Kevin Stefanski hire has Paul DePodesta’s fingerprints all over it

DePodesta’s far reaching influence leads to Vikings OC, organizational alignment

Daryl Ruiter
January 12, 2020 - 2:43 pm
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CLEVELAND, Ohio (92.3 The Fan) – For the first time since Jimmy and Dee Haslam dropped a cool billion bucks on the Browns, the football side of the organization is about to be on the same page from top to bottom.  

Finally.

For better or worse, right or wrong, philosophically everyone in the boat will be rowing in the same direction – or at least the one laid out by chief strategy officer and serial California/teleconference commuter Paul DePodesta.

And that is what the first two weeks of the new decade and the Haslams’ fifth head coaching and general manager search have been all about – alignment.

The infighting and dysfunction between football traditionalists and the analytics department or front office that have been so prevalent since the Haslams bought the team are about to be a thing of the past.

Kevin Stefanski was DePodesta’s pick a year ago, but he lost out to former general manager John Dorsey, who hired Freddie Kitchens instead.

A season filled with drama, a lack of discipline and 10 losses followed.

Kitchens was fired Dec. 29 and two days later Dorsey, done in by Kitchens and his resistance to an altered role within the organization, and the Browns both agreed to part ways.

DePodesta identified Bills head coach Sean McDermott in 2016 as well and championed him over Hue Jackson.

While Buffalo has made the playoffs twice under McDermott, the nuking of the roster in 2016 by the Browns in favor of accumulating draft picks and assets along with salary cap space with Jackson at the helm of the team made consistent winning impossible for anyone.

However, the Dolphins replicated Cleveland’s rebuilding plan in 2019 by dumping high cost and big-name players for draft picks, yet they still won five games this past season validating the contention that 1-31, fueled by Jackson’s disdain for the front office, was unnecessary.    

Stefanski steps in with a roster built to contend and win now.

A massive rebuild is not necessary and the Browns don’t seem inclined to go through another one.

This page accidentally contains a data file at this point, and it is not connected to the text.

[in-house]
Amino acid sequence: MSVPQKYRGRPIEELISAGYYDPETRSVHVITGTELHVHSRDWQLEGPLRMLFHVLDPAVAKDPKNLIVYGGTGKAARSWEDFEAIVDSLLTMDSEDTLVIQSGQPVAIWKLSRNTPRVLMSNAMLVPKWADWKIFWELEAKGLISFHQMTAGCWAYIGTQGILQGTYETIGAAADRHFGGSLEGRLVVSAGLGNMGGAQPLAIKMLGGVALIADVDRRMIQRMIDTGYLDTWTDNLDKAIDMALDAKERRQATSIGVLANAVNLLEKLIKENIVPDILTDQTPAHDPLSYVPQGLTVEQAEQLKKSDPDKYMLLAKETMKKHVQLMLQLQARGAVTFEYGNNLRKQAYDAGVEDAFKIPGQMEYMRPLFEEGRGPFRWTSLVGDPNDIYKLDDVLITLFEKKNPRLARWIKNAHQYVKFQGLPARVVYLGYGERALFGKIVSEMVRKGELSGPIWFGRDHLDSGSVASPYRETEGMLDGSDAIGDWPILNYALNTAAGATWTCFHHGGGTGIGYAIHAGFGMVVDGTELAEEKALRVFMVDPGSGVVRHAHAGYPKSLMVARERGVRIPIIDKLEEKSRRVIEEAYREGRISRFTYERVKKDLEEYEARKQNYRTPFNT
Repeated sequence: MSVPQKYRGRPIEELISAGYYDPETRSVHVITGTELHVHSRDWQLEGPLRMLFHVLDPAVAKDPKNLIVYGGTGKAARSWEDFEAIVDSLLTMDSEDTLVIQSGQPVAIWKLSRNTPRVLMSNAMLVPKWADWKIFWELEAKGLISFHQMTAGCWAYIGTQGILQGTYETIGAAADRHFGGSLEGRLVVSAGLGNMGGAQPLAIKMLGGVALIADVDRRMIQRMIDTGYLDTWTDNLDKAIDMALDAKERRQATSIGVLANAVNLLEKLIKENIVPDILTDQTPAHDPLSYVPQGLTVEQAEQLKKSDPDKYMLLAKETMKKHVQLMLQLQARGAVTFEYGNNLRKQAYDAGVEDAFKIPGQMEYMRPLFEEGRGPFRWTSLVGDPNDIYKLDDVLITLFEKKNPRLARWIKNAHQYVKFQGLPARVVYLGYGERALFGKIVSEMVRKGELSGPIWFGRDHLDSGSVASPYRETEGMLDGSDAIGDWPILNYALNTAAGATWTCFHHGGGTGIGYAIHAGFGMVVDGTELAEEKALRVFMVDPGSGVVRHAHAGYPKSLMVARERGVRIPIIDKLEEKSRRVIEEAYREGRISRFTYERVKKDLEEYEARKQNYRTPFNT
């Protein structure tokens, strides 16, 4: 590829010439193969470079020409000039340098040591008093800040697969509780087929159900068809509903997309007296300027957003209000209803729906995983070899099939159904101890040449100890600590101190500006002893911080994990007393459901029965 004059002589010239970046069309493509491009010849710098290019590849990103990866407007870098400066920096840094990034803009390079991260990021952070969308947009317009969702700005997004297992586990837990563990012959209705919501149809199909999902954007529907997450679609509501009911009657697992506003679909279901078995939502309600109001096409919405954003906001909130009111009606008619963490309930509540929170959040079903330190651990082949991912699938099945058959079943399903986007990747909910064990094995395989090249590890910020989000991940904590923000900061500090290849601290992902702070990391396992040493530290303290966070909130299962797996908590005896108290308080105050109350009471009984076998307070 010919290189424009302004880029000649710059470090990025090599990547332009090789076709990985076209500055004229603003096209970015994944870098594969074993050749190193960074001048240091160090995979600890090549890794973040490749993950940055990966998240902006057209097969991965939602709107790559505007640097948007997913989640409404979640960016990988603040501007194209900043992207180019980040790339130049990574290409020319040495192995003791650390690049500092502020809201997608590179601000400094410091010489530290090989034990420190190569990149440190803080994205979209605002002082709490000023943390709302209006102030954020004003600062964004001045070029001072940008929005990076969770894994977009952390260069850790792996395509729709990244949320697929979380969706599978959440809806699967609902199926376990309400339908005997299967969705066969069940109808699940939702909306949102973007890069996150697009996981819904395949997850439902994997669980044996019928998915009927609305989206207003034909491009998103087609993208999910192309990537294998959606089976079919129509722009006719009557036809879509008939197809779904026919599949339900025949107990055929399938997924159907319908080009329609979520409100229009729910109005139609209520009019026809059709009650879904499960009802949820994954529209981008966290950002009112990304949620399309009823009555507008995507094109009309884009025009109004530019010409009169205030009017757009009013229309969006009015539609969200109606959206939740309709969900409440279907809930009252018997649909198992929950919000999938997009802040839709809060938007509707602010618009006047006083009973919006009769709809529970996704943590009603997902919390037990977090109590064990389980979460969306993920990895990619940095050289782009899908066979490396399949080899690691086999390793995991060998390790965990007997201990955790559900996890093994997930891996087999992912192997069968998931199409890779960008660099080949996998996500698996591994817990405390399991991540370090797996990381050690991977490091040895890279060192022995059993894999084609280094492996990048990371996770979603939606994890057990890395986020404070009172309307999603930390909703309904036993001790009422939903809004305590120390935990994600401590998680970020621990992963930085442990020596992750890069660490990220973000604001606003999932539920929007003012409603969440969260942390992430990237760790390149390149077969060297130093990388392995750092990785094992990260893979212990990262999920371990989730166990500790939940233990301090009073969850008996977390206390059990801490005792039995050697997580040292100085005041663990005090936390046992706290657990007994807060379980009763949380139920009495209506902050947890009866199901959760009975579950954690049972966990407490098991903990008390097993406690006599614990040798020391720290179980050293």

Stefanski’s No. 1 priority will be to get Baker Mayfield back on track after the 2018 No. 1 pick regressed significantly under Kitchens. Mayfield completed 59.4% of his passes, threw 22 touchdowns and 21 interceptions during his sophomore season.

Receivers Odell Beckham Jr. and Jarvis Landry each eclipsed 1,000 yards receiving – a first in franchise history, and Nick Chubb finished second in the league with 1,494 yards rushing.

Patriots offensive coordinator Josh McDaniels reportedly proposed sweeping changes organizationally within the Browns, including the exodus of DePodesta. Shockingly DePodesta didn’t recommend McDaniels and the Haslams chose to maintain the same structure that has failed before – everyone reporting independently but directly to them.

The difference this time is that DePodesta, the new general manager (expected to be the triumphant return of Andrew Berry after spending a year in Philadelphia as vice president of football operations), and Stefanski will share the same philosophy in player evaluation and usage.

While there will still be three different voices in the Haslams’ ear, they’ll at least be speaking the same language.

For the Browns, that’s progress.

DePodesta’s reputation in Major League Baseball was one of organizational building from structure to scouting to on the field, and everywhere he went, his teams won. After four years his vision of how the Browns should run is being fully adopted and employed.

In Berea, DePodesta has been viewed as someone lurking in the shadows, judging from afar with undeserved influence on ownership. The resistance to him and his vision is being swept out the door now that Stefanski, who joins the most volatile franchise in the NFL after spending 14 years with the Vikings spanning three different head coaches, takes over.  

Regardless of fan or media reaction to the selection of Stefanski, no one knows what the future holds or how successful this newest regime will be.

One thing is clear, DePodesta is now on the clock, and if his plan fails, we’ll be doing this all over again in two years, without him.

Tick tock.